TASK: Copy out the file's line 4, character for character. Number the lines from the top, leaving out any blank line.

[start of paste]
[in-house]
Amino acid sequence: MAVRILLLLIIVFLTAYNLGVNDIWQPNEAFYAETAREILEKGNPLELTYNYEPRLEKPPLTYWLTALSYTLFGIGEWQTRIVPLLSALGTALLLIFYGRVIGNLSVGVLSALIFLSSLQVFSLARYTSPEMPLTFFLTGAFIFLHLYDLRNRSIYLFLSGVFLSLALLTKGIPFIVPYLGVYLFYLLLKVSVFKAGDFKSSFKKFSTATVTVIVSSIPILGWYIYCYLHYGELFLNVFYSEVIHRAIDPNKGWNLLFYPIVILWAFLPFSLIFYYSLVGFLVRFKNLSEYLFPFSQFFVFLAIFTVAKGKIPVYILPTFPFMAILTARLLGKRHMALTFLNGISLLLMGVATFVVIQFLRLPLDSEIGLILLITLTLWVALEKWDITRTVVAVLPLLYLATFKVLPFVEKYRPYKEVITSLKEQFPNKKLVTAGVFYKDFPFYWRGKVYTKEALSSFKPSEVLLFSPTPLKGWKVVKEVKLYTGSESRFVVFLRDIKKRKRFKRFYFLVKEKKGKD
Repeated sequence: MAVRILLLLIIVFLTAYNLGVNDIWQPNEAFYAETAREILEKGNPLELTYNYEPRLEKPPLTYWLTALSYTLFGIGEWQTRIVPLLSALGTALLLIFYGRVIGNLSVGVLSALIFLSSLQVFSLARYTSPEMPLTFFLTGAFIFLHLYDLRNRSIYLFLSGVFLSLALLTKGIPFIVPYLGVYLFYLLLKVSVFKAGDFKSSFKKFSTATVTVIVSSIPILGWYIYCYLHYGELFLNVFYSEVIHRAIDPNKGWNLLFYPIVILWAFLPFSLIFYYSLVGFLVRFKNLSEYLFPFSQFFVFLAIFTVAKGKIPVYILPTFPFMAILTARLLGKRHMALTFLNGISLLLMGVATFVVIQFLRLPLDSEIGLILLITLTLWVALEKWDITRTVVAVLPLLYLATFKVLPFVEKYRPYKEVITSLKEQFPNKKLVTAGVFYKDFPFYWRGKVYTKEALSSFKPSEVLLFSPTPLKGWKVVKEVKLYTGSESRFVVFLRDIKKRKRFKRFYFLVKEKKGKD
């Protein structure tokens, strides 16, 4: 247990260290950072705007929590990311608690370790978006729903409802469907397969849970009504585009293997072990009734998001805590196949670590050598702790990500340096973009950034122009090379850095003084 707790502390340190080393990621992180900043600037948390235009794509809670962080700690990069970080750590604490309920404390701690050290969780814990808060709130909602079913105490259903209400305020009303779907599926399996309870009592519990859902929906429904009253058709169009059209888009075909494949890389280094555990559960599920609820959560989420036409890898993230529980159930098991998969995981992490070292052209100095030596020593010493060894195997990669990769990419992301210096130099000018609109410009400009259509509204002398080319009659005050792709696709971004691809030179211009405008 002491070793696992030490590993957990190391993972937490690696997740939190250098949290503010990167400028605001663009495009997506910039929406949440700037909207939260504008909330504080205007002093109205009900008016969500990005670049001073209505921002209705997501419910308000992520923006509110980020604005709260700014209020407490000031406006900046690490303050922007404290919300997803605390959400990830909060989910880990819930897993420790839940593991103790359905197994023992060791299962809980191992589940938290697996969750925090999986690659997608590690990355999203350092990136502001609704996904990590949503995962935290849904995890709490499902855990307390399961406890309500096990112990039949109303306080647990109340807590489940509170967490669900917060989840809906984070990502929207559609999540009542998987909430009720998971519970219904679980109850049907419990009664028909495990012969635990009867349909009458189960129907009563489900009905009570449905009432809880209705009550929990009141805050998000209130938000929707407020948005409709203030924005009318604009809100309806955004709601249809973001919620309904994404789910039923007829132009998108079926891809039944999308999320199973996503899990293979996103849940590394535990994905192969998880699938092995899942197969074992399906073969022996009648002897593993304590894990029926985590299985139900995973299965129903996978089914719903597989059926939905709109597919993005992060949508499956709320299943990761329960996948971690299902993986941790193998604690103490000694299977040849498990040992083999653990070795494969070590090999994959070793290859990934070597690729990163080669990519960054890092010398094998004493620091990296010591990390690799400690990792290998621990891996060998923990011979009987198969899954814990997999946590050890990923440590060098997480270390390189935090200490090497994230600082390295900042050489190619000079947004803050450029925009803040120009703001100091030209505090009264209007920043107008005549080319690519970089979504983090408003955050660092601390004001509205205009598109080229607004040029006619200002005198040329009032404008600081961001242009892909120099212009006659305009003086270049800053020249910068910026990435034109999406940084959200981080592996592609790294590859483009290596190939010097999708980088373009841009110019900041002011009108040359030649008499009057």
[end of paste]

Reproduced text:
């Protein structure tokens, strides 16, 4: 247990260290950072705007929590990311608690370790978006729903409802469907397969849970009504585009293997072990009734998001805590196949670590050598702790990500340096973009950034122009090379850095003084 707790502390340190080393990621992180900043600037948390235009794509809670962080700690990069970080750590604490309920404390701690050290969780814990808060709130909602079913105490259903209400305020009303779907599926399996309870009592519990859902929906429904009253058709169009059209888009075909494949890389280094555990559960599920609820959560989420036409890898993230529980159930098991998969995981992490070292052209100095030596020593010493060894195997990669990769990419992301210096130099000018609109410009400009259509509204002398080319009659005050792709696709971004691809030179211009405008 002491070793696992030490590993957990190391993972937490690696997740939190250098949290503010990167400028605001663009495009997506910039929406949440700037909207939260504008909330504080205007002093109205009900008016969500990005670049001073209505921002209705997501419910308000992520923006509110980020604005709260700014209020407490000031406006900046690490303050922007404290919300997803605390959400990830909060989910880990819930897993420790839940593991103790359905197994023992060791299962809980191992589940938290697996969750925090999986690659997608590690990355999203350092990136502001609704996904990590949503995962935290849904995890709490499902855990307390399961406890309500096990112990039949109303306080647990109340807590489940509170967490669900917060989840809906984070990502929207559609999540009542998987909430009720998971519970219904679980109850049907419990009664028909495990012969635990009867349909009458189960129907009563489900009905009570449905009432809880209705009550929990009141805050998000209130938000929707407020948005409709203030924005009318604009809100309806955004709601249809973001919620309904994404789910039923007829132009998108079926891809039944999308999320199973996503899990293979996103849940590394535990994905192969998880699938092995899942197969074992399906073969022996009648002897593993304590894990029926985590299985139900995973299965129903996978089914719903597989059926939905709109597919993005992060949508499956709320299943990761329960996948971690299902993986941790193998604690103490000694299977040849498990040992083999653990070795494969070590090999994959070793290859990934070597690729990163080669990519960054890092010398094998004493620091990296010591990390690799400690990792290998621990891996060998923990011979009987198969899954814990997999946590050890990923440590060098997480270390390189935090200490090497994230600082390295900042050489190619000079947004803050450029925009803040120009703001100091030209505090009264209007920043107008005549080319690519970089979504983090408003955050660092601390004001509205205009598109080229607004040029006619200002005198040329009032404008600081961001242009892909120099212009006659305009003086270049800053020249910068910026990435034109999406940084959200981080592996592609790294590859483009290596190939010097999708980088373009841009110019900041002011009108040359030649008499009057």